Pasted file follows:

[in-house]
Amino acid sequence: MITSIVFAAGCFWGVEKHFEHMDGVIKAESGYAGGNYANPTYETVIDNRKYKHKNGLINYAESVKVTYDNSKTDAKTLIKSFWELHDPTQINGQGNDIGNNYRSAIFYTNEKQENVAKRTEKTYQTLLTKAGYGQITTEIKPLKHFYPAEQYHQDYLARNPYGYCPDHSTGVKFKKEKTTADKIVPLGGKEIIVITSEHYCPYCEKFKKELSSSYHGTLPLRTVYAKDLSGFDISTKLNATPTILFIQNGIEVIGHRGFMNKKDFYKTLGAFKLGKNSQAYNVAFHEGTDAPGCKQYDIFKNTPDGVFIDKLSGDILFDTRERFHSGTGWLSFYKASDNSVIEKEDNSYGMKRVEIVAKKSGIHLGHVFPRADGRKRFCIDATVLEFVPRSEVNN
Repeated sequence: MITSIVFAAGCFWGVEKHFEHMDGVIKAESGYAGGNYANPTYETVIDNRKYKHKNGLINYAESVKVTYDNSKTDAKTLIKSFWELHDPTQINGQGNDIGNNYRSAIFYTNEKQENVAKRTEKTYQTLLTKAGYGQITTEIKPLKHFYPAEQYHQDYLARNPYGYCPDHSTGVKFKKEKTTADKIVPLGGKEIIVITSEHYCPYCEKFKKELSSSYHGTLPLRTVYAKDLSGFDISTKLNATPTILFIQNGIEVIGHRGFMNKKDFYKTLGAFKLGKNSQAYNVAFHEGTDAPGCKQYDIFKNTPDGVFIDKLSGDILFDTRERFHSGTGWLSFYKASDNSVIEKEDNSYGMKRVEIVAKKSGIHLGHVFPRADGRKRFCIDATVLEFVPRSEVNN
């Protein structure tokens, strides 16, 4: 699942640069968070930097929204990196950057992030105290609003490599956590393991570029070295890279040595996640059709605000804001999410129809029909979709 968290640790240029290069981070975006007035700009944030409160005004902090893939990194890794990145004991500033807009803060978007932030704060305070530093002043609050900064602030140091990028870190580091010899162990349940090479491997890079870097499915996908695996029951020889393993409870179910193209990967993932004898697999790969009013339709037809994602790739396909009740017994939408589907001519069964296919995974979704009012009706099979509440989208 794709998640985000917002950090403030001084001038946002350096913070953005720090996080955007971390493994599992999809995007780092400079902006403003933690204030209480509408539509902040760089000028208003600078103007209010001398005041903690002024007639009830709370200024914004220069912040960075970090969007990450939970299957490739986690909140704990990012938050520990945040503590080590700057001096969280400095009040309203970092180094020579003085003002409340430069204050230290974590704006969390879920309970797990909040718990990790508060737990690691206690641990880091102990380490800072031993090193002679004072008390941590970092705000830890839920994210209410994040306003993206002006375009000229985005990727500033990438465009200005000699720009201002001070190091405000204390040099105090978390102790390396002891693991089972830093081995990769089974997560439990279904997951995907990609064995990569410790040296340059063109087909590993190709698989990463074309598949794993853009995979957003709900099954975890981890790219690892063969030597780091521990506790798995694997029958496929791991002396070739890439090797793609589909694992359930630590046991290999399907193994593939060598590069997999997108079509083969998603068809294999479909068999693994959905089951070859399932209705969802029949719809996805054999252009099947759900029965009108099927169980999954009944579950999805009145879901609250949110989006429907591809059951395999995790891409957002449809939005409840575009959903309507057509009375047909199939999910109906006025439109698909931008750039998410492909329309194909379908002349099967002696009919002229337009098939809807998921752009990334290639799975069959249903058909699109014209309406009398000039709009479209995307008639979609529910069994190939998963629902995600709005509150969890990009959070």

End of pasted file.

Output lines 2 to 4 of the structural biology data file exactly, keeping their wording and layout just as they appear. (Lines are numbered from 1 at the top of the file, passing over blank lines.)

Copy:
Amino acid sequence: MITSIVFAAGCFWGVEKHFEHMDGVIKAESGYAGGNYANPTYETVIDNRKYKHKNGLINYAESVKVTYDNSKTDAKTLIKSFWELHDPTQINGQGNDIGNNYRSAIFYTNEKQENVAKRTEKTYQTLLTKAGYGQITTEIKPLKHFYPAEQYHQDYLARNPYGYCPDHSTGVKFKKEKTTADKIVPLGGKEIIVITSEHYCPYCEKFKKELSSSYHGTLPLRTVYAKDLSGFDISTKLNATPTILFIQNGIEVIGHRGFMNKKDFYKTLGAFKLGKNSQAYNVAFHEGTDAPGCKQYDIFKNTPDGVFIDKLSGDILFDTRERFHSGTGWLSFYKASDNSVIEKEDNSYGMKRVEIVAKKSGIHLGHVFPRADGRKRFCIDATVLEFVPRSEVNN
Repeated sequence: MITSIVFAAGCFWGVEKHFEHMDGVIKAESGYAGGNYANPTYETVIDNRKYKHKNGLINYAESVKVTYDNSKTDAKTLIKSFWELHDPTQINGQGNDIGNNYRSAIFYTNEKQENVAKRTEKTYQTLLTKAGYGQITTEIKPLKHFYPAEQYHQDYLARNPYGYCPDHSTGVKFKKEKTTADKIVPLGGKEIIVITSEHYCPYCEKFKKELSSSYHGTLPLRTVYAKDLSGFDISTKLNATPTILFIQNGIEVIGHRGFMNKKDFYKTLGAFKLGKNSQAYNVAFHEGTDAPGCKQYDIFKNTPDGVFIDKLSGDILFDTRERFHSGTGWLSFYKASDNSVIEKEDNSYGMKRVEIVAKKSGIHLGHVFPRADGRKRFCIDATVLEFVPRSEVNN
């Protein structure tokens, strides 16, 4: 699942640069968070930097929204990196950057992030105290609003490599956590393991570029070295890279040595996640059709605000804001999410129809029909979709 968290640790240029290069981070975006007035700009944030409160005004902090893939990194890794990145004991500033807009803060978007932030704060305070530093002043609050900064602030140091990028870190580091010899162990349940090479491997890079870097499915996908695996029951020889393993409870179910193209990967993932004898697999790969009013339709037809994602790739396909009740017994939408589907001519069964296919995974979704009012009706099979509440989208 794709998640985000917002950090403030001084001038946002350096913070953005720090996080955007971390493994599992999809995007780092400079902006403003933690204030209480509408539509902040760089000028208003600078103007209010001398005041903690002024007639009830709370200024914004220069912040960075970090969007990450939970299957490739986690909140704990990012938050520990945040503590080590700057001096969280400095009040309203970092180094020579003085003002409340430069204050230290974590704006969390879920309970797990909040718990990790508060737990690691206690641990880091102990380490800072031993090193002679004072008390941590970092705000830890839920994210209410994040306003993206002006375009000229985005990727500033990438465009200005000699720009201002001070190091405000204390040099105090978390102790390396002891693991089972830093081995990769089974997560439990279904997951995907990609064995990569410790040296340059063109087909590993190709698989990463074309598949794993853009995979957003709900099954975890981890790219690892063969030597780091521990506790798995694997029958496929791991002396070739890439090797793609589909694992359930630590046991290999399907193994593939060598590069997999997108079509083969998603068809294999479909068999693994959905089951070859399932209705969802029949719809996805054999252009099947759900029965009108099927169980999954009944579950999805009145879901609250949110989006429907591809059951395999995790891409957002449809939005409840575009959903309507057509009375047909199939999910109906006025439109698909931008750039998410492909329309194909379908002349099967002696009919002229337009098939809807998921752009990334290639799975069959249903058909699109014209309406009398000039709009479209995307008639979609529910069994190939998963629902995600709005509150969890990009959070």